For instance, in contrast to the portrayal of highly skilled Taoist practitioners as reclusive hermits living in distant mountains, as depicted in most Chinese martial arts novels, the drama presents these characters as individuals who engage with modern society. They are seen playing mobile games during their leisure time and taking photos with tourists at scenic spots, demonstrating a positive connection with the everyday world.

More examples like this include a confidential organization that recruits yiren from different clans, disguising itself as an express delivery company. On days when there are no missions to save the day, or villains to fight, its “employees” perform the routine delivery of packages.

For the director, who has worked in the film industry for nearly 20 years, the drama has also fulfilled his yearning to tell a superhero story rooted in Chinese history and traditional culture.

“China has a rich literary tradition of mythological stories that depict heroes with extraordinary skills, such as the Journey to the West and Investiture of the Gods (both classic novels, written between the 16th and 17th centuries). The influence of this legacy can be seen in many martial arts stories, and I have always thought that we could absorb inspiration from that legacy, but create a tale set in a modern environment,” he says.

“Moreover, it should have distinct Chinese characteristics and not be as science fiction-oriented as movies adapted from Western comic books. Instead, it should be based on China’s unique understanding of the origins of the world,” the director explains.

To realize this goal, Hui and his fellow creators have faced a lot of challenges, especially how to vividly recreate the super abilities depicted in the comic books.

After the script was revised many times, the shoot took place between January and July last year. The most visually stunning plot, which revolves around a grand competition of all young yiren, was filmed at Longhu Mountain in Jiangxi province, while the urban scenes were shot in Chongqing.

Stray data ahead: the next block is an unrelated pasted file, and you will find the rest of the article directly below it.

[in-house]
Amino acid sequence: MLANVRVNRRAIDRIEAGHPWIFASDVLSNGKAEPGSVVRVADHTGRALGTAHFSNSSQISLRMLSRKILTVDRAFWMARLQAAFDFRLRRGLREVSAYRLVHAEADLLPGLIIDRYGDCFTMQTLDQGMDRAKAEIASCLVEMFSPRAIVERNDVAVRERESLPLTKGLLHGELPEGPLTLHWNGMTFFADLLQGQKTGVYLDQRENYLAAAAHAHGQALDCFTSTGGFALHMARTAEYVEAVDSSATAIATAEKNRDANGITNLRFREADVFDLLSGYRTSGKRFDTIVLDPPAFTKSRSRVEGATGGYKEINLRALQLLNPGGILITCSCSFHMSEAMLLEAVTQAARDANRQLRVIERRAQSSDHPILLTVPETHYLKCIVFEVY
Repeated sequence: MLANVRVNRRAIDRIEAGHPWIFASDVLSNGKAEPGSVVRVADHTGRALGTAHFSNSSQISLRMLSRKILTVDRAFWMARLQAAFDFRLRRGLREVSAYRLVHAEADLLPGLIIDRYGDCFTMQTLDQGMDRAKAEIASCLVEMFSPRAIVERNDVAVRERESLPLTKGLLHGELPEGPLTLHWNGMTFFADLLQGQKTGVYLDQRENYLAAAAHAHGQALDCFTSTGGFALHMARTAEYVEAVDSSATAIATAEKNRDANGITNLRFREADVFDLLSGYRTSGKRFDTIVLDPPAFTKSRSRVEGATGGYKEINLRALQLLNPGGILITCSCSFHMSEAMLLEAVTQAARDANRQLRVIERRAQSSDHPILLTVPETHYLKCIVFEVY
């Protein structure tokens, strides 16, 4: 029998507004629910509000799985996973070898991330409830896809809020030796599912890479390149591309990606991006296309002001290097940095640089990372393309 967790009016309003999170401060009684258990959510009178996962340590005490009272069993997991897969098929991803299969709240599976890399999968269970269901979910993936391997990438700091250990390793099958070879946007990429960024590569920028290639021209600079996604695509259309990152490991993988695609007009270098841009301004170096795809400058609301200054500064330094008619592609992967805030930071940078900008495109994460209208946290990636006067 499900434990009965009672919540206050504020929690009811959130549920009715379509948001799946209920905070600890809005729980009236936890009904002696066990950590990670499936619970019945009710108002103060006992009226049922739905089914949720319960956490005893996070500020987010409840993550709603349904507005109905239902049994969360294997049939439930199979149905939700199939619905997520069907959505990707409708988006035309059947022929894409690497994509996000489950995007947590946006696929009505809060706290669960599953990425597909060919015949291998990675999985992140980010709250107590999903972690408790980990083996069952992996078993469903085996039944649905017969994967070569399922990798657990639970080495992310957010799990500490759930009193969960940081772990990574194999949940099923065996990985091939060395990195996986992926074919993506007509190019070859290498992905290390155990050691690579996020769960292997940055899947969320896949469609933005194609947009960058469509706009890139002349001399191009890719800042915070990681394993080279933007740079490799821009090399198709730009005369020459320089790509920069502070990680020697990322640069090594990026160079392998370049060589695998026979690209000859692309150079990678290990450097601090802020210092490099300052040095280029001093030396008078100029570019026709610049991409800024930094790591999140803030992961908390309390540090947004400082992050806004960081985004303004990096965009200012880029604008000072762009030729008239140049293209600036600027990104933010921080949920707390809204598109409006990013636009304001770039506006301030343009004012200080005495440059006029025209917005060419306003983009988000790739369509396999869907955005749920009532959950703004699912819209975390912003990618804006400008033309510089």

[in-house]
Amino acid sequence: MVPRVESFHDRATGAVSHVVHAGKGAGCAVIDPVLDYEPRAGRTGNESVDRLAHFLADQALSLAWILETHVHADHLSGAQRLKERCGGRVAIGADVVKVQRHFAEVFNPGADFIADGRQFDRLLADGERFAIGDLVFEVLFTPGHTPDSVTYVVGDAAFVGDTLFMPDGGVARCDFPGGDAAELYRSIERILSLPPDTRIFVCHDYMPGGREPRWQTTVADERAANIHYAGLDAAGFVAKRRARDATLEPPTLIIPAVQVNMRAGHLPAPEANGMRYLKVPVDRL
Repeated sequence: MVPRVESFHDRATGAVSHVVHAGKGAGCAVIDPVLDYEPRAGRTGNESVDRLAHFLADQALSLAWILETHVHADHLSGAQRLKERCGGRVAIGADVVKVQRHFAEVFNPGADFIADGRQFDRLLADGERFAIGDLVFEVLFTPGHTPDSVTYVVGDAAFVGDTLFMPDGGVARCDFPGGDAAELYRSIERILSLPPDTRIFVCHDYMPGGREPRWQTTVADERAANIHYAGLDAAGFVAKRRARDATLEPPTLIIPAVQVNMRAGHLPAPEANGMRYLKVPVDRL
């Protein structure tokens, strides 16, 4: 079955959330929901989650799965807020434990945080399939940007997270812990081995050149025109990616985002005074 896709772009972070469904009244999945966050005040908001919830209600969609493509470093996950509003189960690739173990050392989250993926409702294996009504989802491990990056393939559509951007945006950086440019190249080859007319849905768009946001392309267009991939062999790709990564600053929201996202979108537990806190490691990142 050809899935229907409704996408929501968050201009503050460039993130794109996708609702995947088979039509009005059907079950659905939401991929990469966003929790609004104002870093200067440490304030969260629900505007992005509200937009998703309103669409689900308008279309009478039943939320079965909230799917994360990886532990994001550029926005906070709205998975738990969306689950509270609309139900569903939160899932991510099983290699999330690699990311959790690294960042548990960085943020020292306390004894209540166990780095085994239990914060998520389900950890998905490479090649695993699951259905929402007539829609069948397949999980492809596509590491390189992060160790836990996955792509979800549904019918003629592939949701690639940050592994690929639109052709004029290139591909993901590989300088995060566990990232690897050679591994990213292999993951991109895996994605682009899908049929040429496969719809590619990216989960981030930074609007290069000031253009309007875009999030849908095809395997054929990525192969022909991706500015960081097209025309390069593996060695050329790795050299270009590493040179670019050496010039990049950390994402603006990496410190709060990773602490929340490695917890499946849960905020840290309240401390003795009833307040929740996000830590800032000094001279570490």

Hui recalls that postproduction took more than a year to complete, resulting in over 10,000 special-effects scenes. One of the standout moments involves the protagonist practicing his trademark skill of delivering a powerful blow which is done by generating a dazzling golden light.

An art graduate from City University of Hong Kong, Hui started his filmmaking career as the editor of award-winning director Peter Chan’s 2007 martial arts movie The Warlords.

After gaining a reputation as a consummate editor by working on blockbusters like The Founding of a Republic (2009) and Soulmate (2016), Hui shifted to the director’s chair for his debut feature This Is Not What I Expected, starring Takeshi Kaneshiro and Zhou Dongyu.

Despite most of his previous work having realistic themes, Hui says I Am Nobody has given him a strong impetus, and he wishes to develop the tale into a franchise. In order to do so, he has established a production company called Passionate Animal Alliance, with the hope of gathering fellow creators who are imaginative and have a strong interest in telling Chinese superhero stories. Together, they can create more stories like I Am Nobody.

“Movies actually help me to get a deeper understanding of life, to better know the world we live in, and to reconsider the origin of the universe,” says the 41-year-old director, adding that he believes modern-day fantasy stories set in China will better help Chinese culture reach an overseas audience.